The report pointed out that the water supplies in the Souss basin assuming the same population density and water supplies rate will worsen due to the impact of climate change. With regard to the oases areas, climate change is expected to have a significant impact on water resources. For Zagora will reach water fatigue between 2040 and 2050, while Ouarzazate is predicted to reach water scarcity in the period between 2030 and 2050.

The impact on agriculture

On the other hand, the report pointed out that rain-fed agriculture is very sensitive to climatic hazards, including droughts, as the effects of climate change lead to lower grain yields, in addition to an increase in the need for water by 7 and 12% to irrigate crops, due to increasing temperature and the evaporation of water. Climate change will increase water needs of crops irrigated between 7 and 12% due to the expected rise in temperature and evaporation.

The report showed clearly that there is no effective management of the water used in irrigated areas. The report also highlighted that the expected scenario regarding agriculture in Morocco due to the climate change is represented in the decline of water as a result of irrigation and low agricultural productivity, including rain-fed agriculture.

The animal food production in Morocco will deteriorate, due to the negative effects of the deterioration of crop production, as weather forecasts indicate that drought is gradually increasing because of low rainfall and an increase in temperature, this would have a negative impact on agricultural crops, especially by 2030, according to the report findings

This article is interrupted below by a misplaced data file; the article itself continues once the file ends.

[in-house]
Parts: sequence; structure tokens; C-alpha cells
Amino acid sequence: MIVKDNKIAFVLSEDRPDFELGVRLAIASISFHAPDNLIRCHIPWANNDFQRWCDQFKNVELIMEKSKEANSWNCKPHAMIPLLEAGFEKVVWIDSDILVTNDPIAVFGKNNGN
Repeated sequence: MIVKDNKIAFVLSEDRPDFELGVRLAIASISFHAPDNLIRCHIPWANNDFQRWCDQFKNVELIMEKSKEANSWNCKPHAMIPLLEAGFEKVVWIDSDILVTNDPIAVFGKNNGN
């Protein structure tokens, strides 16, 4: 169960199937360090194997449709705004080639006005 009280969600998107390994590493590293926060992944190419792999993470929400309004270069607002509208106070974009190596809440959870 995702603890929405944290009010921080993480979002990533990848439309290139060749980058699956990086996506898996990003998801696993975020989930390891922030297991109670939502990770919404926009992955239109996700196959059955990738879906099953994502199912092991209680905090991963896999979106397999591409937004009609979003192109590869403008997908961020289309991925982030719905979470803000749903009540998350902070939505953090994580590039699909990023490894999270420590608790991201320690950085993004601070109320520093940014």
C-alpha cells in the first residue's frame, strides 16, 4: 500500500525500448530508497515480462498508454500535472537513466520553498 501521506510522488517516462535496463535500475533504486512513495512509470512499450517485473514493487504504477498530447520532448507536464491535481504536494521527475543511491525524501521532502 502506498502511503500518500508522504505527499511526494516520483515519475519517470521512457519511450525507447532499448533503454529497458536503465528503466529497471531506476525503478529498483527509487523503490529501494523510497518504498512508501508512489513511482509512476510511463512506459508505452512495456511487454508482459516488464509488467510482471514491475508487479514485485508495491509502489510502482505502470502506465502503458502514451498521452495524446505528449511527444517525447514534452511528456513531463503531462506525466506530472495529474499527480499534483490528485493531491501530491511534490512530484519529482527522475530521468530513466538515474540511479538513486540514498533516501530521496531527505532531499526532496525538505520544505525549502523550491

Threat to biodiversity

The report emphasized that climate change threatens biodiversity and the data showed in the report reveals that in the period between 2000 and 2010 noticed 51% of cases exposed climate change extinction.

According to the report, it is estimated the average economic cost of biodiversity lost, as a result of climate change about $ 300 million in 2010. By 2030, the number could move up to two billion dollars. The report also pointed out that the coming years will see the loss and erosion of genetic diversity, especially with regard to poor farmers as a result of being exposed to pests and diseases.

Alkhatabi professor of climatology said that “The existence of climate change to anthropogenic (caused by humans) is now indisputable”. In his report on “Climate Change in Morocco,” the professor insists that the country has no other choice but to develop a strategy combining structural changes with investment options (mitigation / adaptation).

Morocco is being hit hard by climate change as it is located at one of the most arid regions in the planet. Indeed, Morocco can play a vital role in coping with climate change since it enjoys a strategic location as an open door to Europe and Africa and it is naturally predisposed to play a catalytic role in North-South cooperation and South-South for the environmental protection as it is considered among the countries most exposed to the negative effects of climate change.

This is a guest post written by Mohammed Qasserras.

MohammedMohammed is an academic, trainer and journalist from Morocco. He is interested in climate change, conflict resolution and youths. He has initiated a number of sustainable projects related to climate change, youths and peace.